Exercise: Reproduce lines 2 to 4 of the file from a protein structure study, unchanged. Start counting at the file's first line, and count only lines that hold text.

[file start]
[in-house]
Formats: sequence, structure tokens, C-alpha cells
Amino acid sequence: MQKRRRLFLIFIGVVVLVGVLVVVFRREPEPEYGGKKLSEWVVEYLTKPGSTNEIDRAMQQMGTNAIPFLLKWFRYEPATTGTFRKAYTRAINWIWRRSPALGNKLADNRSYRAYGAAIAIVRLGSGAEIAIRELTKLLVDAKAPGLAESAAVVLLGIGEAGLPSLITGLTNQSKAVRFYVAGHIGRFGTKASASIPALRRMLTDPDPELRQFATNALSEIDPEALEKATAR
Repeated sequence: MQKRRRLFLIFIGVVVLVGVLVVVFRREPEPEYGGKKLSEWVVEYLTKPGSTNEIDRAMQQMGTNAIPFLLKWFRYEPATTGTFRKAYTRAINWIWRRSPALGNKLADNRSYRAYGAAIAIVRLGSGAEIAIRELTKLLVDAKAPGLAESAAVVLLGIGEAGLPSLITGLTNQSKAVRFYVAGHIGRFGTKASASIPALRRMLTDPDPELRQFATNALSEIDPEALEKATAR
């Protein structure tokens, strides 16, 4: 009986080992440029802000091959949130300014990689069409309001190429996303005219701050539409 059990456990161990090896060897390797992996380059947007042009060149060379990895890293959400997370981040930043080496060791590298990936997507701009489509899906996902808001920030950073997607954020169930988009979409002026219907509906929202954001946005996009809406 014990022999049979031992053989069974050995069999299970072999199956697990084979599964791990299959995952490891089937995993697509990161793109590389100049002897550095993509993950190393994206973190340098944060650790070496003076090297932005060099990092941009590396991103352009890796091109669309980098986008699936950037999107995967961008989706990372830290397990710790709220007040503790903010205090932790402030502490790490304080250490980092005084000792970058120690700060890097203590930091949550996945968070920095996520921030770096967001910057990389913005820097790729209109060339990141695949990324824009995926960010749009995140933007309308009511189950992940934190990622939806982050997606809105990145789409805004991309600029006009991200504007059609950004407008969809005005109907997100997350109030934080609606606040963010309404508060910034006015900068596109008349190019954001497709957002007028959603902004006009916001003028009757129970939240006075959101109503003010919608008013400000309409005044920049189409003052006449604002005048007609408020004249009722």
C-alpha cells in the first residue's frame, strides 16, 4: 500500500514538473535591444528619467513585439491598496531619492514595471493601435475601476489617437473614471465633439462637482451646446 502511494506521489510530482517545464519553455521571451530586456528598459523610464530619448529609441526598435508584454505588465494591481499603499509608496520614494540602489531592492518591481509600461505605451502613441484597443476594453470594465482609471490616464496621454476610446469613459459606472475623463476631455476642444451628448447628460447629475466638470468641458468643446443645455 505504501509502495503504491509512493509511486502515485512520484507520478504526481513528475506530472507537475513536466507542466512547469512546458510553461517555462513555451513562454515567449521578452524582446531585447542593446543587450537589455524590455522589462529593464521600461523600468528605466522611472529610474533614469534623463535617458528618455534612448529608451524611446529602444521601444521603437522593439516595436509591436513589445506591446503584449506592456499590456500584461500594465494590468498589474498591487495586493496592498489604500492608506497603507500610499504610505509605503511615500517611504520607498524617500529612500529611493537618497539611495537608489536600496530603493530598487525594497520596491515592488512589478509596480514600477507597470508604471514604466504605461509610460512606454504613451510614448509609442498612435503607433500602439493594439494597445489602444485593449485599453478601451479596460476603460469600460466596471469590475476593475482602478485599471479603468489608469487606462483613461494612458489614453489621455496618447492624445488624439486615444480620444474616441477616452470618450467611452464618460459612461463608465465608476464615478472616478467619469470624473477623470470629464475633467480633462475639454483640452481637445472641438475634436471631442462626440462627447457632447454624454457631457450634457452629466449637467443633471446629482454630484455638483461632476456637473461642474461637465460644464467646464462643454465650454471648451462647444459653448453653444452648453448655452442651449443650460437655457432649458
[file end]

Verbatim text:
Formats: sequence, structure tokens, C-alpha cells
Amino acid sequence: MQKRRRLFLIFIGVVVLVGVLVVVFRREPEPEYGGKKLSEWVVEYLTKPGSTNEIDRAMQQMGTNAIPFLLKWFRYEPATTGTFRKAYTRAINWIWRRSPALGNKLADNRSYRAYGAAIAIVRLGSGAEIAIRELTKLLVDAKAPGLAESAAVVLLGIGEAGLPSLITGLTNQSKAVRFYVAGHIGRFGTKASASIPALRRMLTDPDPELRQFATNALSEIDPEALEKATAR
Repeated sequence: MQKRRRLFLIFIGVVVLVGVLVVVFRREPEPEYGGKKLSEWVVEYLTKPGSTNEIDRAMQQMGTNAIPFLLKWFRYEPATTGTFRKAYTRAINWIWRRSPALGNKLADNRSYRAYGAAIAIVRLGSGAEIAIRELTKLLVDAKAPGLAESAAVVLLGIGEAGLPSLITGLTNQSKAVRFYVAGHIGRFGTKASASIPALRRMLTDPDPELRQFATNALSEIDPEALEKATAR